fbpx
Advertisement

Global cost of government debt has generally increased during COVID-19 - Brattle report on utility finance

Economists at The Brattle Group have released an assessment of the global impacts and implications of COVID-19 on utility industry financials. The study concludes that it is likely that US utilities' cost of equity has generally increased, despite reductions in long-term government bond rates, and that this increase in the cost of equity may persist if economic recovery is slow while utilities play a large role in financing energy to distressed customers.

Electric Utility 4 Month Daily Betas
Electric Utility 4 Month Daily Betas

The Brattle study shows how significantly financial markets across the world declined and became more volatile due to the COVID-19 outbreak, though not in a simple pattern related just to the scope of the pandemic. In particular, despite having the largest COVID-19 incidence, the US stock market rebounded so much that it has the least overall impact on stock prices. This is likely to be due to the dominance of a handful of extremely large companies, which account for roughly 20% of the US market and have grown during the pandemic period due to the increased demand for internet services they provide.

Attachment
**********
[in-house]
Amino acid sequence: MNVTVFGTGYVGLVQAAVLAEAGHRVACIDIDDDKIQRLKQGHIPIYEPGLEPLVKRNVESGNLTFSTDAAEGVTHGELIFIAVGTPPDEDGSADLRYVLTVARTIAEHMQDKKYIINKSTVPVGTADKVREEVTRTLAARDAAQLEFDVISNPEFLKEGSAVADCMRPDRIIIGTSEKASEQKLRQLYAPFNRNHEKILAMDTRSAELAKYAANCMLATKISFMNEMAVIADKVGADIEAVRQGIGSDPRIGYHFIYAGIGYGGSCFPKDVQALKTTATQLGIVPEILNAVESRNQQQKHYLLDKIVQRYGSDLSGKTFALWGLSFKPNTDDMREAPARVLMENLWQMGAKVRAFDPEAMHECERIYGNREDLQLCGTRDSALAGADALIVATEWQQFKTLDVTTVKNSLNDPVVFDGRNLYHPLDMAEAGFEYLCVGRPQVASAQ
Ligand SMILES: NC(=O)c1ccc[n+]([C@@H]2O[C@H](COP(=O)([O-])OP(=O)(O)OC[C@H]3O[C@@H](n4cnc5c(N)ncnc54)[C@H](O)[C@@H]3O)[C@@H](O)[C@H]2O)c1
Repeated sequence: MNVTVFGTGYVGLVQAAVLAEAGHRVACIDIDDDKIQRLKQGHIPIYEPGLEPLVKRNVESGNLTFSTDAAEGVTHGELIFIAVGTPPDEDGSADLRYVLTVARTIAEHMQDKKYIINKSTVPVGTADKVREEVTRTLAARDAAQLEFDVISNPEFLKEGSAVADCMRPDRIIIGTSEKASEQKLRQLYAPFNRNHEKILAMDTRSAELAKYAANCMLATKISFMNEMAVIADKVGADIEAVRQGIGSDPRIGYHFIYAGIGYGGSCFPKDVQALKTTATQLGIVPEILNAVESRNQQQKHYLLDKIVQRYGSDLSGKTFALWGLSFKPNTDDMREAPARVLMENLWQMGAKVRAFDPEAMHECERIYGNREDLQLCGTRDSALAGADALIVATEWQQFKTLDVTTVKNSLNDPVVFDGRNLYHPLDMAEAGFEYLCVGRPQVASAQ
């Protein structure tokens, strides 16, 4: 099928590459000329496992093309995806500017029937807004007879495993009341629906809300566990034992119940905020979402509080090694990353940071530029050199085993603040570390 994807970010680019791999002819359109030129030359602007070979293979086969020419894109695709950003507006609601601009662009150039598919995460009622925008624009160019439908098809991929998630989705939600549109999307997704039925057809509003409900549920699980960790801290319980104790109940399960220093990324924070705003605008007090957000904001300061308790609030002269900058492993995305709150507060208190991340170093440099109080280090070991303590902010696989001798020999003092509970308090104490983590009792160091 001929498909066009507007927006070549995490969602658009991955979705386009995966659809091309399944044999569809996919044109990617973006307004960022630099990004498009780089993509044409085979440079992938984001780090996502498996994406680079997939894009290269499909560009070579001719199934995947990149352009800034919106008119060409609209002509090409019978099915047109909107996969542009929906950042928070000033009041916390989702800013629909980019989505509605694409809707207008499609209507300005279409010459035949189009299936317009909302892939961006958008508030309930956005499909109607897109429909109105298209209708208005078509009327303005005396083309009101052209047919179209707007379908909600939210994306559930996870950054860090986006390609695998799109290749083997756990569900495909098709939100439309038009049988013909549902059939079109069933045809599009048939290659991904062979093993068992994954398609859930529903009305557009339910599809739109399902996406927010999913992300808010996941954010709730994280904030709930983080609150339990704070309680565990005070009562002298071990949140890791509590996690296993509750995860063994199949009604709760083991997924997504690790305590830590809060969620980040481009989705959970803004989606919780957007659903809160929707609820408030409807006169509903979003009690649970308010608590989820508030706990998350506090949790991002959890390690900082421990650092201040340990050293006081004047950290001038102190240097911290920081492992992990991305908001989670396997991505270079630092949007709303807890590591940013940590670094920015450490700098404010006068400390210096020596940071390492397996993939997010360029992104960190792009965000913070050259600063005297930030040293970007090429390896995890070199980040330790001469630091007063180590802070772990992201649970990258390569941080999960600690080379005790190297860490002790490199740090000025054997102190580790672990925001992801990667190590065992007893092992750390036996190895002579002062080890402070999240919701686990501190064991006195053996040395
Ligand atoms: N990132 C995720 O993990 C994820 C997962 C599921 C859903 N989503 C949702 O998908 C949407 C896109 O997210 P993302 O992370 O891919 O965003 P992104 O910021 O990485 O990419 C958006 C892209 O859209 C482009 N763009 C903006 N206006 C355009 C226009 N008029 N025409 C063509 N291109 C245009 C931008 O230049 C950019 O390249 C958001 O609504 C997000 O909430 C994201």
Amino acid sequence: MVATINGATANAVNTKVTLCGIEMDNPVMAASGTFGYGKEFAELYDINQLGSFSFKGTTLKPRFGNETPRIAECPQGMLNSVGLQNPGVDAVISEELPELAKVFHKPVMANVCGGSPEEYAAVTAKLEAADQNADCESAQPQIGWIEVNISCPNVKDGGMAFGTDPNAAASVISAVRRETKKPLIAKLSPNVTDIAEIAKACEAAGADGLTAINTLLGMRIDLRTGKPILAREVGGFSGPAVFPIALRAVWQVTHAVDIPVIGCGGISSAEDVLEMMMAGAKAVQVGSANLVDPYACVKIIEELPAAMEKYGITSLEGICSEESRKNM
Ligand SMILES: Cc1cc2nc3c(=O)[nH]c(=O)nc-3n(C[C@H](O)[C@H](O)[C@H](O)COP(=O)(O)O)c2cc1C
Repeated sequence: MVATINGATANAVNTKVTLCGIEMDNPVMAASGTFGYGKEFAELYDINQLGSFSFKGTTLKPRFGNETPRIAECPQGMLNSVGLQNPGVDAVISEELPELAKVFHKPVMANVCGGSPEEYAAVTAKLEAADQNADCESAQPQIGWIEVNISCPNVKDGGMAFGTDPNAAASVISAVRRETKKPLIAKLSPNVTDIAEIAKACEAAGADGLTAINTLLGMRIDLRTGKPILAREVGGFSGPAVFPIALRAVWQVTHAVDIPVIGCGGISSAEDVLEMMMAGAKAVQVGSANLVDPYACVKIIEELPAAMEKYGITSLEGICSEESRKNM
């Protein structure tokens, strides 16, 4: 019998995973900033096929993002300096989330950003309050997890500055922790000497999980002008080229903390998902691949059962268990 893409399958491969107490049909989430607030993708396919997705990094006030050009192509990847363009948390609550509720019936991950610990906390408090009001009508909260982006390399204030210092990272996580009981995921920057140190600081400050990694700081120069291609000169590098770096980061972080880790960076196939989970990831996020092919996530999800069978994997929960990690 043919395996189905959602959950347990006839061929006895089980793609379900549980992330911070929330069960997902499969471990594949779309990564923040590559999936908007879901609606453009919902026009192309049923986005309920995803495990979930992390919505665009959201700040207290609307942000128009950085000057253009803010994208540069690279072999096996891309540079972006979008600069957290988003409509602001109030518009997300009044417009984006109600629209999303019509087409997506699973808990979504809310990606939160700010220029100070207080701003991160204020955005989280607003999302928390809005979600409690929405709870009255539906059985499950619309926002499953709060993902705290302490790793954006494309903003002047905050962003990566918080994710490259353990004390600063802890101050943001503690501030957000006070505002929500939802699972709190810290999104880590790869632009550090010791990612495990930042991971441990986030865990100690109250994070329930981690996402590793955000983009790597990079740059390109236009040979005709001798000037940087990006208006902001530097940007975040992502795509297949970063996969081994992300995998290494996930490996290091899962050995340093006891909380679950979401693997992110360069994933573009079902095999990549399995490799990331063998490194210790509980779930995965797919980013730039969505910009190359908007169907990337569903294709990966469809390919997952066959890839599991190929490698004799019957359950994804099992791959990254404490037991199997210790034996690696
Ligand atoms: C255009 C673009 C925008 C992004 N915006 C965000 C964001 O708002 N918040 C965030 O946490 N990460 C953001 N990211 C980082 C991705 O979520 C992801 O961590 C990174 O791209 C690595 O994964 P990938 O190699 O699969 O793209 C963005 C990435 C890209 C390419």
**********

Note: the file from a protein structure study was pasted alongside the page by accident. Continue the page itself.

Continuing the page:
The study notes further that stock indices became much more volatile and that nearly all stocks became more correlated with each other. In particular, US utility stocks became more strongly correlated with and more volatile than the overall market, according to the study's authors. This resulted in a near-doubling of electric, gas, and water utility betas.

In addition, the authors find that the implied one-year-ahead market equity risk premium (MRP) in the US has increased by about 1% above 2019 levels, but the overall market return is comparable to pre-COVID-19 levels. The MRP in other countries increased as much as 2.6% and averaged up about 1%, although the extent of the change in MRPs varies across countries.

The study concludes that the US cost of equity is likely higher for utilities than prior to the COVID-19 outbreak, despite a much lower cost of long-term bonds. This effect is likely to persist if the economy recovers slowly and utilities play a large role in dampening economic difficulties in their service territory.

BLOG COMMENTS POWERED BY DISQUS
Advertisement